Hyperkalemia is higher-than-normal levels of potassium in the blood.
Hyperkalemia; Potassium - high
The kidneys normally remove excess potassium from the body. High potassium levels are more likely to occur when the kidneys are not working properly and are less able to get rid of potassium.
If your kidneys are not working well enough, taking extra potassium (for example from using salt substitutes that contain potassium or taking potassium supplements prescribed by your health care provider) could lead to problems.
Certain medicines may cause potassium levels to build up because of their effect on the kidneys, including water pills (diuretics) and blood pressure medicines.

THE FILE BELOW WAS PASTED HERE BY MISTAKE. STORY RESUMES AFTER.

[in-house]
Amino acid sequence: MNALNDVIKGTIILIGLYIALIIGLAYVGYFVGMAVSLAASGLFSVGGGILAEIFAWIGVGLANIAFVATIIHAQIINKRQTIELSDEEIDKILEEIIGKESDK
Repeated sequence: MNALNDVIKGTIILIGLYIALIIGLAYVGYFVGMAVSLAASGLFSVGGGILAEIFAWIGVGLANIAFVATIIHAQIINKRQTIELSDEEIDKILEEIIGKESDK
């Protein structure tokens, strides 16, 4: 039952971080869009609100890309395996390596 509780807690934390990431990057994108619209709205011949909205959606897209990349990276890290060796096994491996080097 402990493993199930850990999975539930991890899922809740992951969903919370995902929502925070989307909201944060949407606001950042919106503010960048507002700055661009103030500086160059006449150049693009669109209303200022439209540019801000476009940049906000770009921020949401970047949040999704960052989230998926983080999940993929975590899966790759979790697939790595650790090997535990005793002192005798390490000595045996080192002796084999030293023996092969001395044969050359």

Addison's disease is a disorder that causes an increase in total potassium.
There are often no symptoms with high levels of potassium. Symptoms that may occur include:
An ECG may show dangerous and abnormal rhythms such as:
You will need emergency treatment if your potassium level is very high, or if you have danger signs, such as changes in an ECG.
Emergency treatment may include:
Changes in your diet can help both prevent and treat high potassium levels. You may be asked to:
Your doctor may make the following changes to your medicines:
It is important to follow your health care provider's directions when taking your medicines:
Seifter JL. Potassium disorders. In: Goldman L, Schafer, AI, eds. Cecil Medicine. 24th ed. Philadelphia, Pa: Saunders Elsevier; 2011:chap 119.